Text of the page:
Irish Wolfhound Club of America, Inc.

Cardiomyopathy in Irish Wolfhounds

Robert Brenneman, DVM

The most common form of cardiomyopathy in the Irish Wolfhound, (IWH) is the dilated cardiomyopathy form, (DCM) affecting both the right and left sides of the heart. 83.3% will have concurrent atrial fibrillation. The IWH with DCM has a higher survival rate than DCM seen in breeds such as the Boxer, Doberman and Great Dane. In one study done by AAHA Journal of Veterinary Medicine in 2000, 50% of the IWH diagnosed with cardiomyopathy survived through the end of the study, over 15 months. In this study of 500 IWH conducted by Dr. Vollmar in Germany, 24.2% (122 dogs) had DCM,(diagnosed by echocardiography). Males have a significantly higher incidence than females, suggesting a sex link predisposition and it seems to follow family lines with DCM diagnosed in closely related dogs in every generation. In this study of 121 IWH with DCM, 119 had at least one parent that had been diagnosed with DCM, suggesting an autosomal dominant gene. Onset of the disease is usually between 3-7 years of age.

Clinical signs of DCM in the IWH are most commonly the result of pleural effusion: accumulation of fluid in the chest cavity. This is a by-product to right sided heart failure. Pleural effusion signs are a result of mechanical restriction of respiration. Early diagnosis is difficult, because of the vagueness or absence of clinical signs. As the amount of fluid accumulates to significant quantities to physically restrict the amount of available lung capacity clinical signs will become more apparent. There will be an increase in the respiratory rate, which will first be noticed during periods of exercise and then later also at rest, as the quantities of fluids continue to build up. As the effusions further increase, the increased respirations will progress to labored, distressed breathing. The dog will resist laying on their side, preferring to rest in a sternal position. Some will opt to either stand or sit with their elbows abducted to provide for added expansion of the chest. They will often extend their head and necks in an attempt to make breathing easier. The dog may appear restless, especially in warm weather, and many may become anorexic. Coughing is often not a clinical sign of DCM. In young dogs affected with DCM, 1-2 years of age, acute death many times will be the only clinical sign.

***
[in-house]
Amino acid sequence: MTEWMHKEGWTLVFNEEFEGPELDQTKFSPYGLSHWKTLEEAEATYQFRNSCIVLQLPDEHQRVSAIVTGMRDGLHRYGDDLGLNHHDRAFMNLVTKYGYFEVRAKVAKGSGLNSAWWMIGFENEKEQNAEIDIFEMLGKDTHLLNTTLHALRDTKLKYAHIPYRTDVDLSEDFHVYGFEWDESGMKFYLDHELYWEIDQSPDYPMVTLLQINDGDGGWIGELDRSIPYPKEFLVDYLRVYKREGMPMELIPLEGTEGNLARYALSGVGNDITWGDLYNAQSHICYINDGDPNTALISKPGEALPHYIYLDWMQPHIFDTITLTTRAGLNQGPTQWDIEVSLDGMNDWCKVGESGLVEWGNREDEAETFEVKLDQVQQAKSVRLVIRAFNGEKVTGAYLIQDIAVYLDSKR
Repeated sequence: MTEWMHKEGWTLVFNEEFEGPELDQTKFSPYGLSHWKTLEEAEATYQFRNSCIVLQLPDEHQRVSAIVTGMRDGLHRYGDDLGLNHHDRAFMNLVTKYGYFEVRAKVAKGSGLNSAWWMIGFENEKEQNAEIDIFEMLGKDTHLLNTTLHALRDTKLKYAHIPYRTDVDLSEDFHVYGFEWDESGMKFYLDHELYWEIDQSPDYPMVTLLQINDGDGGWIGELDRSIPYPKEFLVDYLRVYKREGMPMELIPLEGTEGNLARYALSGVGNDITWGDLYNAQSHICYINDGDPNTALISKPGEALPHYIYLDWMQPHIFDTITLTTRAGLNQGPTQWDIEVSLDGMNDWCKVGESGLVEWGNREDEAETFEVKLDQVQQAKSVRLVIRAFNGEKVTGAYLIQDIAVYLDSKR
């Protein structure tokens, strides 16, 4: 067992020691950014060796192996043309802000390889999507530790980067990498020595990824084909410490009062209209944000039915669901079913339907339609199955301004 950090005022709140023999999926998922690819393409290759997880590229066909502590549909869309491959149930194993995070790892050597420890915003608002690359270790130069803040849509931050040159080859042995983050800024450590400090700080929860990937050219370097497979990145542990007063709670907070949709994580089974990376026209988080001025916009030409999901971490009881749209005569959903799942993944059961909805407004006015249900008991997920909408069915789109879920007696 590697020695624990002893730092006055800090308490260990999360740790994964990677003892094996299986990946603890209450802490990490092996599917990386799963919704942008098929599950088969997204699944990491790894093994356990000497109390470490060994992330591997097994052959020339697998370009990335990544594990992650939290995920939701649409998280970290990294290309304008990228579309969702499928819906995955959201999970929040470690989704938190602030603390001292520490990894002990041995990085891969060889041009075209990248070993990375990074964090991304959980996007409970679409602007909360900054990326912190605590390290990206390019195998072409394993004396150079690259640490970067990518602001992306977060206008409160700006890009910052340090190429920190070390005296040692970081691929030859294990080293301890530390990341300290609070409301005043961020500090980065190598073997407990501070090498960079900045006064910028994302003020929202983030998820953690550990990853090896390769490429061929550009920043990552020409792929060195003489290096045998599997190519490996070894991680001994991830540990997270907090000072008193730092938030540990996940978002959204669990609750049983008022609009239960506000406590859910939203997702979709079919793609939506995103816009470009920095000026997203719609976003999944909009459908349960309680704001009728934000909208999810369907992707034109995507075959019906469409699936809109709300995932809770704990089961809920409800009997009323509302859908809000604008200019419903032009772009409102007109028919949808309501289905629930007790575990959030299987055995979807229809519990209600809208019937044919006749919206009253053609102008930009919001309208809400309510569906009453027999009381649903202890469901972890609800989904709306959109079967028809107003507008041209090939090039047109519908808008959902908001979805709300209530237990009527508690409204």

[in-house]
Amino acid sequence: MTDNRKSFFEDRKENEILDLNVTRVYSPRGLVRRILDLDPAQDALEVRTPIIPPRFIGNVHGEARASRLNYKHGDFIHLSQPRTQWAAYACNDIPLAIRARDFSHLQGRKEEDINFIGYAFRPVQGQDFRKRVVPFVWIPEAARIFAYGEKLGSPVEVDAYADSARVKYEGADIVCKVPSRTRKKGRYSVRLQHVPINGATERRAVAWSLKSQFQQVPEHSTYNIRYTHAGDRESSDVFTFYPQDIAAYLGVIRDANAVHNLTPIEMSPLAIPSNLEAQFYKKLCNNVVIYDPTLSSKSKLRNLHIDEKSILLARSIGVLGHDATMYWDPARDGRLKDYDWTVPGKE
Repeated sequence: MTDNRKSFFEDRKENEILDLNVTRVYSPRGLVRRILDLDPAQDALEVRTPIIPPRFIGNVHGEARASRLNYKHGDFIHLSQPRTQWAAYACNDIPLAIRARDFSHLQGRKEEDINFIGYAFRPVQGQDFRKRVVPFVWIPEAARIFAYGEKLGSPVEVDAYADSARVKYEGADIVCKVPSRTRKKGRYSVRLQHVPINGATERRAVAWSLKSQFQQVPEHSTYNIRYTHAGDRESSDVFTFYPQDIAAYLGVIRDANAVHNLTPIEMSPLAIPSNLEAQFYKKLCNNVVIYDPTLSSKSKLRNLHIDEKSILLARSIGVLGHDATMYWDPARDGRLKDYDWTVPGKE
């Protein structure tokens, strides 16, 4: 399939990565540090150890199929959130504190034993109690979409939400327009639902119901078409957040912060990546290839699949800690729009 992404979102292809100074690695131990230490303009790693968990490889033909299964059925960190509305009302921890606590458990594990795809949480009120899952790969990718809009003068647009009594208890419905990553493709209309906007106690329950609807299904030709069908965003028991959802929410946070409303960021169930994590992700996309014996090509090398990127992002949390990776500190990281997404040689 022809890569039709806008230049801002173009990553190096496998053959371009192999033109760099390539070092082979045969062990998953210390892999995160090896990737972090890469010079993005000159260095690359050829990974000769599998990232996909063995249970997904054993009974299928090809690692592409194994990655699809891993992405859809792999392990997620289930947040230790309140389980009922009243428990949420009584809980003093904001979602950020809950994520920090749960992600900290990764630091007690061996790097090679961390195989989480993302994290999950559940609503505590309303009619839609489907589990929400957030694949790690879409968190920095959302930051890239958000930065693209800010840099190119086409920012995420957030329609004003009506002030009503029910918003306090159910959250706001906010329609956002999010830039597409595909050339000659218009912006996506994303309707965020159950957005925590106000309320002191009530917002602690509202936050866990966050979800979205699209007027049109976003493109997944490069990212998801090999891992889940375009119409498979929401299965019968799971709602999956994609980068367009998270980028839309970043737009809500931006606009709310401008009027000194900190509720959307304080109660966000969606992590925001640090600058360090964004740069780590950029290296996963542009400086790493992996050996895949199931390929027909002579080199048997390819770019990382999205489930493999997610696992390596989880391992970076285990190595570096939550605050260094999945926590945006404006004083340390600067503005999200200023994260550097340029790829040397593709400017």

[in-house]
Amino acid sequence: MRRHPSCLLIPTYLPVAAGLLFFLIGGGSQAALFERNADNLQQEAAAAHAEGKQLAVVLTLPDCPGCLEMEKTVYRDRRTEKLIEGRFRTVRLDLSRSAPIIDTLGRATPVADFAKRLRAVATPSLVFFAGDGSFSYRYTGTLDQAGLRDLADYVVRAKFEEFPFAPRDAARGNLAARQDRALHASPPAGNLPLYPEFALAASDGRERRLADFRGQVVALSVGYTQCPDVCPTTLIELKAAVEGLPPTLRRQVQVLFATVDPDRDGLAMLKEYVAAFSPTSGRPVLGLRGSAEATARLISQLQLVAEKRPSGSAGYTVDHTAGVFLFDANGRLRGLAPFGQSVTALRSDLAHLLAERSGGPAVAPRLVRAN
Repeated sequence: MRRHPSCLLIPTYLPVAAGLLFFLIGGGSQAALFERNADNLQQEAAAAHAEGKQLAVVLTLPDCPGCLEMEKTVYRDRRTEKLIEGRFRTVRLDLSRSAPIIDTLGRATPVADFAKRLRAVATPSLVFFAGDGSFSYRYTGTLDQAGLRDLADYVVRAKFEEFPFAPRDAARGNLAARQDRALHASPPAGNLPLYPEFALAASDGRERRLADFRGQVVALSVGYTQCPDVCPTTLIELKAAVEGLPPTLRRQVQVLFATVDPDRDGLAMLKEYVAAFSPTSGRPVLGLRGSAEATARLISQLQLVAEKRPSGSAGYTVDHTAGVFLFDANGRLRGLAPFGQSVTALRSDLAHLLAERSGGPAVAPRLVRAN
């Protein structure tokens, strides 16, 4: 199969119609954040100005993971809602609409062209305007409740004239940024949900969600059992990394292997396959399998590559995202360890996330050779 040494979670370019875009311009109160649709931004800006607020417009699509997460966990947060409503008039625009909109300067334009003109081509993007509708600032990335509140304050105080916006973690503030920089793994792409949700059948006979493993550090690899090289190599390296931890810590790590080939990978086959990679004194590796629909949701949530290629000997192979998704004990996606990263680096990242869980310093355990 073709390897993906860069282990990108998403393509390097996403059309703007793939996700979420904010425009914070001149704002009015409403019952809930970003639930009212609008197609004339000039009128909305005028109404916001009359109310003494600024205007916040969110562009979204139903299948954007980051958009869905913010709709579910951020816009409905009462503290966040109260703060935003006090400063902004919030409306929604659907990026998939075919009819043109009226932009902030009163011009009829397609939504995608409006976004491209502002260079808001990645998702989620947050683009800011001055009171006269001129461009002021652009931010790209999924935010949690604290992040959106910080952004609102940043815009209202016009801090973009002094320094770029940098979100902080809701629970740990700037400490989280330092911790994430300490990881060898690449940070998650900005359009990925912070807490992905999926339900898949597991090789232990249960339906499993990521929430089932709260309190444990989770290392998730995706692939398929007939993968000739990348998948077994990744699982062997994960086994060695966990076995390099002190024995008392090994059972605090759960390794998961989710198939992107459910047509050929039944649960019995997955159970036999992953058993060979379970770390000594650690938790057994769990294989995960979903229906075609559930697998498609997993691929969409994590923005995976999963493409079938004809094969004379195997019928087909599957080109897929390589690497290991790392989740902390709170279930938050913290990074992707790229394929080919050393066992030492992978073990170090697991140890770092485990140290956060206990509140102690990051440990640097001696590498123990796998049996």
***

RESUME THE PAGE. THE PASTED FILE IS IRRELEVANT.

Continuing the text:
As a breed the Irish Wolfhound with DCM has a higher survivability than many other breeds, only rarely does their left ventricular function become as compromised as in the other breeds. Also, the IWH seems to respond better to treatments than the other breeds. Diagnosis of DCM in a IWH is not necessarily a death sentence as many can live to old age. Early detection with early initiation of an ACE inhibitor such as enalapril, and when indicated, digoxin and other antiarrythmic drugs, will increase survivability in the IWH. Prevention of a disease is always the most prudent route to go and in the case of DCM in the IWH careful breeding protocols by not breeding to known carriers will go a long way in eliminating this disease in the breed. Below are echocardiographic parameters published by Dr. Andrea C. Vollmar, a clinician with the Small Animal Veterinary Hospital of Wissen, Germany. Her values differ from the standards for other breeds in determining whether a IWH has DCM or not. Here are her cut offs for the IWH and DCM: LVIDs >41mm, LVIDd >61.2mm, FS <25%, EP SS >10.0mm, ESVI >41ml/m2, RVIDd >36.8mm. Values that may diagnose a Golden Retriever with DCM may be normal for an IWH. Dr. Vollmars' research is quite extensive, as she has tested many hundreds of hounds. Hopefully, in the near future, we will have genetic markers to help identify carriers of DCM.

(Dr. Brenneman is a veterinarian in Ohio and a breeder of Irish Wolfhounds)

This page was last updated 03/23/2014.